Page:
Speech to Governor Harrison at Vincennes, Indiana Territory
I am a Shawnee. My forefathers were warriors. Their son is a warrior. From them I take only my existence; from my tribe I take nothing. I am the maker of my own fortune; and Oh! that I could make that of my Red people, and of my country, as great as the conceptions of my mind, when I think of the Spirit that rules the universe. I would not then come to Governor Harrison to ask him to tear up the Treaty and to obliterate the landmark; but I would say to him: “Sir, you have liberty to return to your own country.”
The Being within, communing with past ages, tells me that once, nor until lately, there was no white man on this continent; that it then all belonged to the Redman, children of the same parents, placed on it by the Great Spirit that made them to keep it, to traverse it, to enjoy its productions, and to fill it with the same race, once a happy race, since made miserable by the white people, who are never contented but always encroaching.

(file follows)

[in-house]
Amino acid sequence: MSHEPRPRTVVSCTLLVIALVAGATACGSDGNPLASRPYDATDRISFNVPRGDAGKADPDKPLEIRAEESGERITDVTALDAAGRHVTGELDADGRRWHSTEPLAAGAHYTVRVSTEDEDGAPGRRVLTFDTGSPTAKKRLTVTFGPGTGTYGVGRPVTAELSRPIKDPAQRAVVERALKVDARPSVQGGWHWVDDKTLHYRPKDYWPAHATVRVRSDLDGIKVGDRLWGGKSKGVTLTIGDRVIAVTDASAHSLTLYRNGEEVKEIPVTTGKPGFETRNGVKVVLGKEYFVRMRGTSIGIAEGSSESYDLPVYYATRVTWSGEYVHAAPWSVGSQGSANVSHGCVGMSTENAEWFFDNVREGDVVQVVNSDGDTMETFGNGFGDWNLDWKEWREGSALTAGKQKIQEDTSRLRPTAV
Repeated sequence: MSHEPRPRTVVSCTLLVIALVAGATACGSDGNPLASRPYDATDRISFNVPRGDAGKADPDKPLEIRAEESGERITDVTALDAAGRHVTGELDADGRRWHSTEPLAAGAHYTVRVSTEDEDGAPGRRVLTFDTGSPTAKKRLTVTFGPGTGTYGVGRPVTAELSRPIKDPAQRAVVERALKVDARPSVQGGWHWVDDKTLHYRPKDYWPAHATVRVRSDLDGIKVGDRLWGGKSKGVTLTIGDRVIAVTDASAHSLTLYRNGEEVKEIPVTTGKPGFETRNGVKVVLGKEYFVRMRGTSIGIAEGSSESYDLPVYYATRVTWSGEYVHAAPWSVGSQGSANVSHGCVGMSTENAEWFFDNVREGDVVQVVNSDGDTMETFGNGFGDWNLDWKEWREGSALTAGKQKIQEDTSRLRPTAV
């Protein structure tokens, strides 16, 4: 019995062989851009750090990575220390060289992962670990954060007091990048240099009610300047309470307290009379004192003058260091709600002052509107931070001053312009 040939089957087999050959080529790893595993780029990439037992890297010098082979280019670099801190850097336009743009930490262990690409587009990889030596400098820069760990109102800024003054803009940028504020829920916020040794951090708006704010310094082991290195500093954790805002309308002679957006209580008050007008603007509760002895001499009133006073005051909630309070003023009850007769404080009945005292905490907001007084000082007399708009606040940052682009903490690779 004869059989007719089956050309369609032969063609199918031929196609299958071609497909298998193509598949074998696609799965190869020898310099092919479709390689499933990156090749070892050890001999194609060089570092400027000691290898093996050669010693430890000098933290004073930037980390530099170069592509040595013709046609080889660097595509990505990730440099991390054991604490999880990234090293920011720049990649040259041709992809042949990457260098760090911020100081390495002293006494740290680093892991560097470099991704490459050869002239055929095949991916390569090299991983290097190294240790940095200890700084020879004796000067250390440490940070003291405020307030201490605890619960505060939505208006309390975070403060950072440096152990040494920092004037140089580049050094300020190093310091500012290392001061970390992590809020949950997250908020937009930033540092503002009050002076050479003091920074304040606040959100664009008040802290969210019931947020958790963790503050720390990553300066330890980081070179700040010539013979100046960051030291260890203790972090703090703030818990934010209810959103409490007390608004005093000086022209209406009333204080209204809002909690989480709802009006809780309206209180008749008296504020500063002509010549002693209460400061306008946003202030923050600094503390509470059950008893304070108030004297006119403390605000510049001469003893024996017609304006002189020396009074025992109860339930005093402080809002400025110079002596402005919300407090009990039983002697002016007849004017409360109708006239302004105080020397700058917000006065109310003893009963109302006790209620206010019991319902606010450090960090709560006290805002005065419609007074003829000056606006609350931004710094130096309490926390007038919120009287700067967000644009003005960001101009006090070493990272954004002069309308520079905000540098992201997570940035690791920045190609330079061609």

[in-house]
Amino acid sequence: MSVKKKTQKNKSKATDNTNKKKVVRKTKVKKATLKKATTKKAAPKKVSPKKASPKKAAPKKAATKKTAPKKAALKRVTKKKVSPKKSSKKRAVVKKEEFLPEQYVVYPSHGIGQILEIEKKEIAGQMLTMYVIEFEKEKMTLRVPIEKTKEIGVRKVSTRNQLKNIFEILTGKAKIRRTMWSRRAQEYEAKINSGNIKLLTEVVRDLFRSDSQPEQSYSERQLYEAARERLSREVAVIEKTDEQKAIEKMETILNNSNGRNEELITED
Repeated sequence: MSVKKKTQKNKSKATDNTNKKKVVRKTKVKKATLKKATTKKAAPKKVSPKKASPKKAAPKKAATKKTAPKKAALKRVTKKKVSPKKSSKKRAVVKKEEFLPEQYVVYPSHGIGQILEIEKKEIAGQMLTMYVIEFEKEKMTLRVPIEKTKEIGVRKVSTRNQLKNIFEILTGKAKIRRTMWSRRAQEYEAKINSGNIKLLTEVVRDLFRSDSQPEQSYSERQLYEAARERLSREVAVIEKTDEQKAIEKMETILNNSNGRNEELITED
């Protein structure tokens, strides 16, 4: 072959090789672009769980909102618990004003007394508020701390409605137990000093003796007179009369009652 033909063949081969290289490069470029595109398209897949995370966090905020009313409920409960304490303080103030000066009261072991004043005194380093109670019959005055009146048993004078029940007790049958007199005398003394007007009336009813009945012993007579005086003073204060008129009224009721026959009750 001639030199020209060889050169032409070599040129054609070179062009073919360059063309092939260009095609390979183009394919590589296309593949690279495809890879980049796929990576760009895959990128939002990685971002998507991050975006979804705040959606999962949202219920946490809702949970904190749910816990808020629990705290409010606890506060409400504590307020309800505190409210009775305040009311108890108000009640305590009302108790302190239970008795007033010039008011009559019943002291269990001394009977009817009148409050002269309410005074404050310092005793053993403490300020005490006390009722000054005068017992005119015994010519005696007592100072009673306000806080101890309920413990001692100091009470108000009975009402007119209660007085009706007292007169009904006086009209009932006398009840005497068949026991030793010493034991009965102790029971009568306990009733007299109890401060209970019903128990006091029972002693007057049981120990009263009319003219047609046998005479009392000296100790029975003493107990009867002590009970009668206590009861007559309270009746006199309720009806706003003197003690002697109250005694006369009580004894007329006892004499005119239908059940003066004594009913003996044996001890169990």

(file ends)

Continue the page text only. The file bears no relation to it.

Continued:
The way, and the only way, to check and to stop this evil, is for all the Redmen to unite in claiming a common and equal right in the land, as it was at first, and should be yet; for it was never divided, but belongs to all for the use of each. That no part has a right to sell, even to each other, much less to strangers — those who want all, and will not do with less.
The white people have no right to take the land from the Indians, because they had it first; it is theirs. They may sell, but all must join. Any sale not made by all is not valid. The late sale is bad. It was made by a part only. It requires all to make a bargain for all. All Redmen have equal rights to the unoccupied land. The right of occupancy is as good in one place as in another. There cannot be two occupations in the same place. The first excludes all others. It is not so in hunting or traveling; for there the same ground will serve many, as they may follow each other all day, but the camp is stationary, and that is occupancy. It belongs to the first who sits down on his blanket or skins, which he has thrown upon the ground, and till he leaves it, no other has a right.